I learned a great deal from Robert that other people were taught, in school, to learn from Hemingway or other heavyweight novelists, like never using two words where there was one perfectly good one available. Robert was very economical. He was also very gracious. He said something to me once, after we’d been friends for some time and he’d seen a good bit of my work, “I think your writing gets stronger and stronger as it moves further and further away from mine.” By the same token I’ve also learned some things not to do from watching Robert, especially about aging as a writer. Robert was bitter in his last years about having been neglected by his publishers. He’d outlived everyone he’d ever worked with at Knopf, and for all the jokes he made about being forgotten in the world of literary fiction, he hated it. I think about that and for me it’s not a question, really, of whether or not I’m forgotten in my old age, assuming I get that far. I just don’t want to care about being forgotten or not forgotten, the way Robert did. I just want to go ahead and continue my work as long as I can possibly do it.

The Last Unicorn is unarguably the masterpiece that you’re most revered for. Has it ever felt strange to be so closely identified with one particular work when you are the author of many other novels, screenplays, poems and stories?

The Last Unicorn Robert prepared me for that. The book is dedicated to him, in part, and when I sent the manuscript to him he actually called me from Los Angeles to warn me “You’re going to be stuck with this one the way I’m stuck with Portrait of Jennie. Wait and see. Jennie overshadows everything else I ever did, and sometimes I hate it because I did better books, but nobody knows them, they’re all out of print. But then I think of all the wonderful things that happened to me because of Jennie and I know I can’t possibly hate it after all. And I’ve gone back and forth with it ever since, and you will too with this one.” Then he laughed and said “Ah well, better to be remembered for something than not remembered at all.” And he was right. I don’t dislike The Last Unicorn, because it has brought many joys to my life, but there are books of mine that mean more to me.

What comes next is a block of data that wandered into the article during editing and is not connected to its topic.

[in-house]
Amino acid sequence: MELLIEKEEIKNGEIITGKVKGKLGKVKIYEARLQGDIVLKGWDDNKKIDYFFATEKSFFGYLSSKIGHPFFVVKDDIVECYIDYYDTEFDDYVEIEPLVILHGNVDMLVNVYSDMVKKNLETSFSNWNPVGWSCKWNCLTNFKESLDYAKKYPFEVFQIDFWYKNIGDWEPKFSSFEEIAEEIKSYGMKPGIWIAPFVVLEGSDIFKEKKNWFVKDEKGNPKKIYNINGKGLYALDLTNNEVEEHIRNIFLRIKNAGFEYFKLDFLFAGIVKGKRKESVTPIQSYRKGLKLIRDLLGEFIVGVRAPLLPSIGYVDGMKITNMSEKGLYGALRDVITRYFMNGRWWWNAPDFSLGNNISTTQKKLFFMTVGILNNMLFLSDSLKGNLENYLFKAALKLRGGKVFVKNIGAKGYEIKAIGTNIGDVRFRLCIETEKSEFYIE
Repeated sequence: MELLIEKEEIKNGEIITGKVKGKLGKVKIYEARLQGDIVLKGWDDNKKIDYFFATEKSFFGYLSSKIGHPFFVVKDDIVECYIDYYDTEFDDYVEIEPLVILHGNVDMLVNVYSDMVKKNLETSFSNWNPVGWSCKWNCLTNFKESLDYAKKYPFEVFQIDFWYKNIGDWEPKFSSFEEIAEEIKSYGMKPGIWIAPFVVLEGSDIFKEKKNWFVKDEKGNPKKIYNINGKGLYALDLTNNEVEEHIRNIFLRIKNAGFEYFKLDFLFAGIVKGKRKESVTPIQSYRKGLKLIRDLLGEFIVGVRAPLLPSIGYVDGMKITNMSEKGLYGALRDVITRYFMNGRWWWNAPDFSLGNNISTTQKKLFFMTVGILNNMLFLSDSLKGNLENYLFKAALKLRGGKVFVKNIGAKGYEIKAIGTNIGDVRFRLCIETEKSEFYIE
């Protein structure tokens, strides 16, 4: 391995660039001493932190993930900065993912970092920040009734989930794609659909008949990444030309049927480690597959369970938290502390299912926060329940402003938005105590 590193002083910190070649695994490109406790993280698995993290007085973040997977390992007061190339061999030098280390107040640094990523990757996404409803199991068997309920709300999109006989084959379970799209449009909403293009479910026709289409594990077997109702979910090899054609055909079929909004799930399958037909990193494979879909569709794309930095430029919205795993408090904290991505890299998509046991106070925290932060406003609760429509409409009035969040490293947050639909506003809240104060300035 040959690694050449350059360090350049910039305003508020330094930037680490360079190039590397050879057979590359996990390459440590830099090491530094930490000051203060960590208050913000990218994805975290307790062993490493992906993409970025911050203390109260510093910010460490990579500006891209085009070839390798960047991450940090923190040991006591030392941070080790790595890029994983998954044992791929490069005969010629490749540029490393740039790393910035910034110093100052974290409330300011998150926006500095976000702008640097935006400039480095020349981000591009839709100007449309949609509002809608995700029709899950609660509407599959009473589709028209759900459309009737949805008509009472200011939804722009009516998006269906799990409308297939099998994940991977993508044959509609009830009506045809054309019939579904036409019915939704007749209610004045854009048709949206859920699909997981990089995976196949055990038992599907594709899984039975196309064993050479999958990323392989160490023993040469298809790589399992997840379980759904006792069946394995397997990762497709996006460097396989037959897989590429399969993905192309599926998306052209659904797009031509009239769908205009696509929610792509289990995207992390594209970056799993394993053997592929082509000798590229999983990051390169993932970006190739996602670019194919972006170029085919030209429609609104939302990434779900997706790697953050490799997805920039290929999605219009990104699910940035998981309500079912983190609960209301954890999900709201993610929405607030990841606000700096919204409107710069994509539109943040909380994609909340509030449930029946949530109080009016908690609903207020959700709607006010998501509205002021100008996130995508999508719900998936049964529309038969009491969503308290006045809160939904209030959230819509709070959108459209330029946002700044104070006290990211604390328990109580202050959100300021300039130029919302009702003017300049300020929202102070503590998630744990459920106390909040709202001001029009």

You’ve talked about how writing The Last Unicorn was actually a long and difficult struggle. A lot was going on for you at that time — you were a becoming accustomed to being a father, and even though you had completed your cross-country memoir I See By My Outfit, you hadn’t seriously pursued fiction since your second, unpublished novel The Mirror Kingdom was rejected by Viking some years before. What made writing The Last Unicorn and that return to fiction such a challenge?

What made writing The Last Unicorn such a chore was that I really didn’t know what the focus of the book was while I was working, and never had the slightest clue what was going to happen next until I actually wrote it. This meant that the tiniest thing could hang me up and leave me staring at the typewriter for weeks. I wasn’t even entirely certain who the main character was! In my first try at the book, back in 1962, the unicorn’s companion on the road was a two-headed demon on the run from Hell, and after I wrote 85 pages I crashed into a wall because nothing was making any sense to me and I had absolutely no idea where to go with it. It wasn’t until three years later that I picked it up again. I was married now, and living in California with an instant family of three kids. My wife really wanted to know how the unicorn story came out, and while I still didn’t know I’m good at throwing things out and starting over when I have to. So that’s what I did. I tossed all but the first couple of pages and started over. And it was still a struggle, because I truly didn’t know where I was going. I didn’t know where the unicorns were until the book was nearly over — I was just hoping that King Haggard would finally tell me. In those years we were living in a building that really was more of a shack then a house, and sometimes I’d write in the kitchen or the bedroom, and sometimes I’d write in the barn, and on a good day I’d sit out on what my older daughter came to call “Pete’s Hill,” writing with my manual typewriter in my lap and using a rock to keep the pages from blowing away. The whole time I was praying it would all work out in the end, because I didn’t have more than a fraction of a plan and the only parts I remember enjoying were the incidental lyrics and the section with Captain Cully and the outlaws.

The First Last Unicorn and Other Beginnings — which will come out next spring in hardcover from Conlan Press and in trade paperback from Tachyon Publications — collects those first 85 Last Unicorn pages and other unpublished chapters, vignettes, correspondence and commentary. What’s it like to revisit works from earlier in your career that have not yet been seen by the public eye?

A very mixed bag sometimes. As we put the set together I’d sometimes say “Whoa, glad nobody spotted that, glad that was never let out of its cage.” But other times I felt that things were pretty good. I’ll let readers come to their own conclusions about them, because that’s how it should be.